Well, that old Iraqi quagmire just keeps getting worse and worse, if only for the Democratic Party. What was the straw they were clutching at back in January? Oh, yeah, sure, gazillions of Kurds and Shiites might have gone to the polls, but where were the Sunni? As some of us said at the time, the Sunni'll come out tomorrow. And so they did. On Thursday, they voted in record numbers, leaving Howard Dean and Nancy Pelosi and the rest of the Democrats frantically scrambling for another disaffected Iraqi minority group they could use as proof that the whole crazy neocon war-for-oil scam was a bust.
(Extra points for "the Sunni'll come out tomorrow.")
The Democratic Party have contrived to get themselves into a situation where bad news from Iraq is good for them and good news from Iraq is bad for them. And as there's a lot more good news than bad these days, that puts them, politically, in a tough spot -- even with a fawning media that, faced with Kerry and Murtha talking what in any objective sense is drivel, decline to call for the men with white coats but instead nod solemnly and wonder whether Bush is living "in a bubble." &hellips;
It's not just that Iraq is going better than expected, but that it's a huge success that's being very deftly managed: The timeframe imposed on the democratic process turns out to have worked very well -- the transfer of sovereignty, the vote on a constitutional assembly, the ratification of the constitution, the vote for a legislature -- and, with the benefit of hindsight, it now looks like an ingeniously constructed way to bring the various parties on board in the right order: first the Kurds, then the Shia, now the Sunni. That doesn't leave many folks over on the other side except Zarqawi and Dean. What do the two have in common? They're both foreigners, neither of whom have the slightest interest in the Iraqi people.…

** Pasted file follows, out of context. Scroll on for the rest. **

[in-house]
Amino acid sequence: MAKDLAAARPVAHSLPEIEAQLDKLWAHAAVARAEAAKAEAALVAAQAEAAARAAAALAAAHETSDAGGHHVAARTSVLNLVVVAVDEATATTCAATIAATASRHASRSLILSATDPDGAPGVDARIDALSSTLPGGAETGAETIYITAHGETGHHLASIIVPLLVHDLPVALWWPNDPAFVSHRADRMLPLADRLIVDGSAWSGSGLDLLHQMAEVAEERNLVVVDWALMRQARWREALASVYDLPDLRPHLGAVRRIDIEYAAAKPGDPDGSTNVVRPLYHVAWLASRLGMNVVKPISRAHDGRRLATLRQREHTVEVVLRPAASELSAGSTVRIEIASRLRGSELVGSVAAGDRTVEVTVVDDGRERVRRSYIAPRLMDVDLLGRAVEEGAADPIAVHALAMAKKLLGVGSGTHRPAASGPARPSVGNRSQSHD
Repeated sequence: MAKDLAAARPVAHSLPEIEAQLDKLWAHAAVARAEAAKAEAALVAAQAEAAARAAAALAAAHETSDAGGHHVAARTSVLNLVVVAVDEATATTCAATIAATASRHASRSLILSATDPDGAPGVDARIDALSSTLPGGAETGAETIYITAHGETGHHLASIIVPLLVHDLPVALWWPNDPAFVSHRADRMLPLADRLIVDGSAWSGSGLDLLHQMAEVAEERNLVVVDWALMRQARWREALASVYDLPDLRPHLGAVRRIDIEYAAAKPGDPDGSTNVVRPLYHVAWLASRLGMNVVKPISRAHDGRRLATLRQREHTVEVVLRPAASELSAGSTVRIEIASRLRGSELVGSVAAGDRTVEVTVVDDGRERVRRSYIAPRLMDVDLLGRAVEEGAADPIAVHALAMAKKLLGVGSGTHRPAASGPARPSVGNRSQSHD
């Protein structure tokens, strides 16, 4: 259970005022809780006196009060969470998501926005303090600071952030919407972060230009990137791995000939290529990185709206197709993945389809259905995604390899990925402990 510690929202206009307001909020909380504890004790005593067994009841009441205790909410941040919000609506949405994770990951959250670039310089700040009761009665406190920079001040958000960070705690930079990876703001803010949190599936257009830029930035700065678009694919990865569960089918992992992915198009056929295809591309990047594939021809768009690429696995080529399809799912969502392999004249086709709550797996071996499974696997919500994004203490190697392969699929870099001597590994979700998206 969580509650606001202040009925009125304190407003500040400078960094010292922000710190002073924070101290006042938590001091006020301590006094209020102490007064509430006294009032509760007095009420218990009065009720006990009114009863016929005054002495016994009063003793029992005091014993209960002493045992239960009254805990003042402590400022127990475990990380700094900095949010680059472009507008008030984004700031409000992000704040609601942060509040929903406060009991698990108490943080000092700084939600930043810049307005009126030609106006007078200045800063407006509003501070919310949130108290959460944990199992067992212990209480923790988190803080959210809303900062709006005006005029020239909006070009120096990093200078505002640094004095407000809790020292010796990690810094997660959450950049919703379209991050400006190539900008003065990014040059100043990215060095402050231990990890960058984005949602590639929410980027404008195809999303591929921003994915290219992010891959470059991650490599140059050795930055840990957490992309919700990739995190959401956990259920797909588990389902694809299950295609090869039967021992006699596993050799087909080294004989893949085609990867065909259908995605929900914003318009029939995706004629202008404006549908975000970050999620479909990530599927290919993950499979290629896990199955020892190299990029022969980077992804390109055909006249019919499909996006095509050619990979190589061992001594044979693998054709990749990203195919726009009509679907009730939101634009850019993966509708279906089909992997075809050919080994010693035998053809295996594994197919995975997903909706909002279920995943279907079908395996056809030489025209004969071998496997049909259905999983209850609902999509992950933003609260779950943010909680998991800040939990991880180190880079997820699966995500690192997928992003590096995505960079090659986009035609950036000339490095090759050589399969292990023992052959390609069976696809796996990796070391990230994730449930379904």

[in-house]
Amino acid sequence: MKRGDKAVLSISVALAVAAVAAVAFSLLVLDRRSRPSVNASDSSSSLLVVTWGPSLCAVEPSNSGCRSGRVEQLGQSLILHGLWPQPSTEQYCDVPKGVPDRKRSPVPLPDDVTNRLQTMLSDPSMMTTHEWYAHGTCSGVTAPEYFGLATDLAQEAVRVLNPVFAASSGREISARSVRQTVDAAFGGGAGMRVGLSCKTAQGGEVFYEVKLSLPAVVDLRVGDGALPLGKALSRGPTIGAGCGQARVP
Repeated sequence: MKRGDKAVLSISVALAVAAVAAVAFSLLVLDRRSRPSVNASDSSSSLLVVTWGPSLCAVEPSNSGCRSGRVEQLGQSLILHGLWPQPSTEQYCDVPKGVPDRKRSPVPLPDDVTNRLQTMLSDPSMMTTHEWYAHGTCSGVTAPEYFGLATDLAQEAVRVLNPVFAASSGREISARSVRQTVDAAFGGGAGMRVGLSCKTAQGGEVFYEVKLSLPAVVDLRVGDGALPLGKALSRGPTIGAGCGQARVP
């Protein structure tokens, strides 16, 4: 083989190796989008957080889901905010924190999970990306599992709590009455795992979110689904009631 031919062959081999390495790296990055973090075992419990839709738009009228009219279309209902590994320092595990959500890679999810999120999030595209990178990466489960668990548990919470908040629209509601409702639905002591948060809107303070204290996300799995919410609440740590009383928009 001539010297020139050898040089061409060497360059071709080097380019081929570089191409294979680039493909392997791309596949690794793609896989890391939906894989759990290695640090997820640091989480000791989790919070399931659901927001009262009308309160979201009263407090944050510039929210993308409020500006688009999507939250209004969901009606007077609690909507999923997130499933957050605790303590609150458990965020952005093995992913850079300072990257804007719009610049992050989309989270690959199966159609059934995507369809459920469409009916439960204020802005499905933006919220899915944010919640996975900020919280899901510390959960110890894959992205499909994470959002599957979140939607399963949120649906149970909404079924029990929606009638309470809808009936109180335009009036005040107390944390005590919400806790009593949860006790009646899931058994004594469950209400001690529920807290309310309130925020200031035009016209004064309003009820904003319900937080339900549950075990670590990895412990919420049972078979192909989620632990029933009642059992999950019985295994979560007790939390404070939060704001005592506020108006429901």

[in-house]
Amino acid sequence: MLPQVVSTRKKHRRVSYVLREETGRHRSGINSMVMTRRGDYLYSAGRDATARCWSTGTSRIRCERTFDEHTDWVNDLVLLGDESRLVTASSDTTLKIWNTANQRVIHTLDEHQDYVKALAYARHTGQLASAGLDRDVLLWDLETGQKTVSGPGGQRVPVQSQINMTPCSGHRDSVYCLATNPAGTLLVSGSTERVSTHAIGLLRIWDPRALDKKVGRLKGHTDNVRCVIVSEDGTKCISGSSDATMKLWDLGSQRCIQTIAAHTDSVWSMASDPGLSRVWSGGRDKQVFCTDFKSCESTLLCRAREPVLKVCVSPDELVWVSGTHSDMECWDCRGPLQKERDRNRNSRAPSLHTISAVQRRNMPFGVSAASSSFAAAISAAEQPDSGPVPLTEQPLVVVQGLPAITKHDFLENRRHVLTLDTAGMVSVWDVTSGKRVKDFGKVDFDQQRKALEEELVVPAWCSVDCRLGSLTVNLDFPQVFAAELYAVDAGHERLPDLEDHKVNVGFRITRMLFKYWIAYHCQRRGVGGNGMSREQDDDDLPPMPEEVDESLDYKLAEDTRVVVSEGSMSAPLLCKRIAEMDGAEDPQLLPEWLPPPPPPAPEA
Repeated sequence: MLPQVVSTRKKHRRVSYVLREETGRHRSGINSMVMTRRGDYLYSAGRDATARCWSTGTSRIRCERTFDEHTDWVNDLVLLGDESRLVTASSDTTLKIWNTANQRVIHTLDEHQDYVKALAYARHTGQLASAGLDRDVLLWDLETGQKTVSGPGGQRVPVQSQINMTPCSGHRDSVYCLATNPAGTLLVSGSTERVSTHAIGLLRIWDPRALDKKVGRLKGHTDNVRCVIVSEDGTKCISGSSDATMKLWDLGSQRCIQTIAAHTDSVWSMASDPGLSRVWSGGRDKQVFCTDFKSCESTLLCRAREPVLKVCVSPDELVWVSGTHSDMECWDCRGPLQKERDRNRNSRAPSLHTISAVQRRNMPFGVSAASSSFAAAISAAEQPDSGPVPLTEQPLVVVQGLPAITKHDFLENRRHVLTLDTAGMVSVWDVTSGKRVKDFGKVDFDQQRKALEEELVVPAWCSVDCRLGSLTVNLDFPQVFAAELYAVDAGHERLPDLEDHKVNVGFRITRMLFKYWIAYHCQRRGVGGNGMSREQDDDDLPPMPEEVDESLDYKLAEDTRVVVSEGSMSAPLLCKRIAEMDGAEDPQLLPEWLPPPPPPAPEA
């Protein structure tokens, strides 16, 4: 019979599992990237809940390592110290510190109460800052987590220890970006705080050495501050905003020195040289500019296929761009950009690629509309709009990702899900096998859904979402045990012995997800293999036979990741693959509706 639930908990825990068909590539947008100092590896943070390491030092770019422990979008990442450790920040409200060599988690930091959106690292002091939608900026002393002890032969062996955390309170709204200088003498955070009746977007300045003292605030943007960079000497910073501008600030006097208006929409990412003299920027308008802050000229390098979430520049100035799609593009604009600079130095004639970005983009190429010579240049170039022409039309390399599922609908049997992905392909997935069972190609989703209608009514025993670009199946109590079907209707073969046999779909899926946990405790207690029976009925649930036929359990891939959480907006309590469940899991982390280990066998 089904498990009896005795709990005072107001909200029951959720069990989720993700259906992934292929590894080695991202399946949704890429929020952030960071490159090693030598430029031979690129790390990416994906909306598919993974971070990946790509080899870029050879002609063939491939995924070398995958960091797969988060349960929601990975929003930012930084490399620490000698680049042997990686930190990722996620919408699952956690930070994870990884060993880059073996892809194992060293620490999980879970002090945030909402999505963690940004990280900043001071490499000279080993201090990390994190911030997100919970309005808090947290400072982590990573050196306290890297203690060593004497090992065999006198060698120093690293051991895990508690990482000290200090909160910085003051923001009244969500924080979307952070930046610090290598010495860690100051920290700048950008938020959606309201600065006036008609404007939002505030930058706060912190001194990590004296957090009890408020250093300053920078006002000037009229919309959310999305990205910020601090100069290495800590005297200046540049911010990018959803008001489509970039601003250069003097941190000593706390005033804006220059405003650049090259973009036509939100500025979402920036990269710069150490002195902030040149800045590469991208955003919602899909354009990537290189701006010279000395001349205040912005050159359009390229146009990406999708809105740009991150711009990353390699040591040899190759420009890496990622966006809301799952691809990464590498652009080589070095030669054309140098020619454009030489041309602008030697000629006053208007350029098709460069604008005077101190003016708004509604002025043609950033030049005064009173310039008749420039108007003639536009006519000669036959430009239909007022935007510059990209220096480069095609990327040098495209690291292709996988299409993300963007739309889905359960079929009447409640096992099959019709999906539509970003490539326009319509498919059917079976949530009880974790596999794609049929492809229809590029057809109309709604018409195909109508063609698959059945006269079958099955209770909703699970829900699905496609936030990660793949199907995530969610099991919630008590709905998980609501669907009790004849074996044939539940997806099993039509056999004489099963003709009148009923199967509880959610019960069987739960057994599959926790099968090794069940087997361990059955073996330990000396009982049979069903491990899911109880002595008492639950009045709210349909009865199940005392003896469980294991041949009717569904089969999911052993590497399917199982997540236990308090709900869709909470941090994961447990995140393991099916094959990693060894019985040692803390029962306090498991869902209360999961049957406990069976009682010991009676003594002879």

Bush lied, people dyed. Their fingers. That's what this is about: Millions of Kurds, Shia and Sunnis beaming as they emerge from polling stations and hold up their purple fingers after the freest, fairest election ever held in the Arab world. "Liberal" in the American sense is a dirty word because it's come to stand for a shriveled parochial obsolescent irrelevance, of which ''Good Night, and Good Luck,'' Clooney's dreary little retread of the McCarthy years, is merely the latest example. (Clooney says he wants more journalists to "speak truth to power," which is why I'm insulting his movie.)
Believe it or not, I haven't excerpted all the good parts.